Stanford Team Builds First Carbon Nanotube Technology Computer

Since the birth of computers in the 1960s, the industry has relied on integrated circuit computer chips manufactured from silicon –hence the name Silicon Valley.  Calling that area of Northern California “Silicon Valley”, however, may soon be a misnomer.

For years, the industry has known that it would be just a matter of time before carbon nanotube transistors succeeded silicon as the preferred semiconductor material.  Nanotubes are much smaller, faster and power-efficient than their silicon counterpart.   The problem with nanotubes has been the inability of researchers to control nanotube structures in predictable ways, especially the properties that control its mechanical and electrical attributes, including type, diameter and chirality.

The journal Nature reports that Stanford University engineers took an important step toward the eventual mass marketing of computers built with nanontube transistors. The researchers introduced ‘Cedric’ to the world — a prototype computer with a fully functional processor comprised of nanotube technology.
Cedric can operate on one bit of information and has 142 transistors–each comprised of 10-200 nanotubes. Other vital statistics include:

• 1 bit processor
• Speed – 1 kHz
• 2 billion carbon atoms
• Turing complete
• Multitasking

According to one of the project’s co-leaders Max Shulaker, “In human terms, Cedric can count on his hands and sort the alphabet. But he is, in the full sense of the word, a computer.” The computer can count up to 32.  “There is no limit to the tasks it can perform, given enough memory,” said Shulaker.
Since it is “turing complete“, it has the capability to solve mathematical problems. Cedric contains a simple operating system called MIPS, which gives it the ability to alternate between two tasks—counting and sorting numbers. The computer also tracks tasks, retrieves data and sends information back to external memory.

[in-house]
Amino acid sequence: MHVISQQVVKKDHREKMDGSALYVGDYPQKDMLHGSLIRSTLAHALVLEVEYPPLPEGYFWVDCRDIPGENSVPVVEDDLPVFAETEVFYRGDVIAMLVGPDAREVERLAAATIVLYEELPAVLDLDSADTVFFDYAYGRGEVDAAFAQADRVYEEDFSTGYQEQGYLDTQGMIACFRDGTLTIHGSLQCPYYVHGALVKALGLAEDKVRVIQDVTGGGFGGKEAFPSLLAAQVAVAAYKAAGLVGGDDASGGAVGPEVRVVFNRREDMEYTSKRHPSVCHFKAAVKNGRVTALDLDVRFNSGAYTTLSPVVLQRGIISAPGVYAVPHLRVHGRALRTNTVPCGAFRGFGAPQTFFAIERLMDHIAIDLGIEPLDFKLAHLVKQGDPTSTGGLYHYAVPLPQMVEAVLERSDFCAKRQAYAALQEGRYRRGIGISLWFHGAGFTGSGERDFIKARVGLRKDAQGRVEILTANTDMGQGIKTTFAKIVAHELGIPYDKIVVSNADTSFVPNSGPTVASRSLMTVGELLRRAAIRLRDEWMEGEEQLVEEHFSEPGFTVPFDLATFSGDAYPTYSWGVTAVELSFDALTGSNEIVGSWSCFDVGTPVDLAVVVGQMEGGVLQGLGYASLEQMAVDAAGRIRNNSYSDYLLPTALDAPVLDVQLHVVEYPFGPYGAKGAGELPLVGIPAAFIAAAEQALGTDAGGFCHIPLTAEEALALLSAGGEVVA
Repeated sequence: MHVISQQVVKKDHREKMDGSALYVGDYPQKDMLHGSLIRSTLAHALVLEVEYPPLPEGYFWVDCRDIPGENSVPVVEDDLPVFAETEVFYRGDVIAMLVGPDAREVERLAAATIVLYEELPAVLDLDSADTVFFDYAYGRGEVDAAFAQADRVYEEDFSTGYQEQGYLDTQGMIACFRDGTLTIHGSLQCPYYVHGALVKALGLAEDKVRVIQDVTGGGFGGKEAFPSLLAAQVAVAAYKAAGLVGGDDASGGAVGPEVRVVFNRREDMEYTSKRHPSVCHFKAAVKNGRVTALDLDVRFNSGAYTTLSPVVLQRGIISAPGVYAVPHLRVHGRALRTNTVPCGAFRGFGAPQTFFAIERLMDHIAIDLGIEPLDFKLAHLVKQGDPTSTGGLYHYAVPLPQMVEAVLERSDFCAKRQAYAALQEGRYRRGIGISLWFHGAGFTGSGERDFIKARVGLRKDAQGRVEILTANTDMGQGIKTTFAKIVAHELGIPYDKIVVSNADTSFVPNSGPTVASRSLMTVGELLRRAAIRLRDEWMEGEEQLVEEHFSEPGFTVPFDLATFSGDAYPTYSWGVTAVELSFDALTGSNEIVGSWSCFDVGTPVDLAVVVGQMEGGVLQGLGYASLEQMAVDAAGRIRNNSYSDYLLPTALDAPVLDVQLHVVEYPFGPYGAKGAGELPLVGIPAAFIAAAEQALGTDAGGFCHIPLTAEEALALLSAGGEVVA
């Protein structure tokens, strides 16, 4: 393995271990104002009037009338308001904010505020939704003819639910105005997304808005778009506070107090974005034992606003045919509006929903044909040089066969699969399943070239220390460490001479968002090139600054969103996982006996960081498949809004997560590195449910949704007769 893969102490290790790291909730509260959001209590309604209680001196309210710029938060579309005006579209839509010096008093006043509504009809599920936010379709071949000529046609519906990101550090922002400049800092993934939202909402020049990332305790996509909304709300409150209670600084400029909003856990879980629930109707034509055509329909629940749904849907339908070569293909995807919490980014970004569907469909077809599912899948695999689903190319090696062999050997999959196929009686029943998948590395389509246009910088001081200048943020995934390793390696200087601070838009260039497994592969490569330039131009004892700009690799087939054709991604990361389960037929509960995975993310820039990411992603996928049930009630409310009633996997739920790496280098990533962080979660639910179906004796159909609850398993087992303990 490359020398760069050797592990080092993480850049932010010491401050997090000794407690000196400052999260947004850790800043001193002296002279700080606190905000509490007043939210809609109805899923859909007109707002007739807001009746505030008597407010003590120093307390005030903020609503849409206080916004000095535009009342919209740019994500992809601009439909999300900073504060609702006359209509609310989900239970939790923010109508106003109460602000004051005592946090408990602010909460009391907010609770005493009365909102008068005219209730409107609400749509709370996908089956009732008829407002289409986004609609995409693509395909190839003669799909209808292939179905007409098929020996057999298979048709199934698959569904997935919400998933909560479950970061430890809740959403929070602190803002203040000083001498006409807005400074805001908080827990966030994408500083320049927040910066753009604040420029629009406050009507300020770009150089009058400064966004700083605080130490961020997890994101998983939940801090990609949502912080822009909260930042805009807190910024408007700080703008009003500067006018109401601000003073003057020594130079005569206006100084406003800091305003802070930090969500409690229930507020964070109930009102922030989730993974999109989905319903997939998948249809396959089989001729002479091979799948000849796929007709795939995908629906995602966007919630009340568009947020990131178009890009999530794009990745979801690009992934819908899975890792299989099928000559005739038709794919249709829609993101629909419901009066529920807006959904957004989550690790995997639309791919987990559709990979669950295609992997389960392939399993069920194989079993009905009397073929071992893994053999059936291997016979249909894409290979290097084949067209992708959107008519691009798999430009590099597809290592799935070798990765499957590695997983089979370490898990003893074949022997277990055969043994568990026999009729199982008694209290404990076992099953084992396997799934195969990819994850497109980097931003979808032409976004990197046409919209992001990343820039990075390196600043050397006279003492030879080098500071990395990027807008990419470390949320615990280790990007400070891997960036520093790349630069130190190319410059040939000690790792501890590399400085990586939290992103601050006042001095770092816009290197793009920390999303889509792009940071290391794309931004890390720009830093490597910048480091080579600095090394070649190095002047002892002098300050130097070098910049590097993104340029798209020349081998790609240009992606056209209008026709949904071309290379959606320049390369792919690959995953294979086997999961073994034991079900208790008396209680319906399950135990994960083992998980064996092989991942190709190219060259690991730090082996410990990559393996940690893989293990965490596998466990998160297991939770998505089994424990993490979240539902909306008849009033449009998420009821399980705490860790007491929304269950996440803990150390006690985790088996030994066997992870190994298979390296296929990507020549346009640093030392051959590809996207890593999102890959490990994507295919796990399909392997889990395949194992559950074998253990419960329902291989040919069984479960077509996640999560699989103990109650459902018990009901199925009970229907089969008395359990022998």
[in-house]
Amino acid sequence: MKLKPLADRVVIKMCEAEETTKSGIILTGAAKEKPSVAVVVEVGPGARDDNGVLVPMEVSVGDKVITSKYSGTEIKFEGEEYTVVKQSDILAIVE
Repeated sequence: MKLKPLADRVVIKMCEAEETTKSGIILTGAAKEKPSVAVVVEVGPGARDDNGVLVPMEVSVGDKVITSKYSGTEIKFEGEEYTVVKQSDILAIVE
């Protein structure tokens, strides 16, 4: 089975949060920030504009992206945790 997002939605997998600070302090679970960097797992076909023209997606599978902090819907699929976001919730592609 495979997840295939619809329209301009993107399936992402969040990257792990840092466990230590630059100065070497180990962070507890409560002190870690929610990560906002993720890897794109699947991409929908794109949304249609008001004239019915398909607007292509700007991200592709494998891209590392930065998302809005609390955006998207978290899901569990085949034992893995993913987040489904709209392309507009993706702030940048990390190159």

Cedric has the distinction of being the first carbon-based computer that gets the correct answer 100% of the time.

Stanford electrical engineer professors H.S. Philip Wong and Subhasish Mitra led the research team. Mitra reveals that the processor has the computing power of the Intel 4004– the Intel Corporation’s first microprocessor that was introduced in 1971.

The race has been on for several years to find a suitable successor for silicon microchips. The industry is quickly approaching the limits of silicon-based technology for the manufacture of smaller, faster and cheaper electronic devices.  Robert Colwell, the former chief architect at Intel, and keynote speaker at the Hot Chips engineering design conference held at Stanford University in late August, said that the computing industry will be hard press to achieve Moore’s Law—doubling the density of integrated circuit every 18 to 24 months, as soon as 2020.

The work by the Stanford University engineers has been described as “an important, scientific breakthrough,” by Mihail Roco, senior advisor for Nanotechnology at the National Science Foundation.

This post courtesy of Critical Systems, Inc.   

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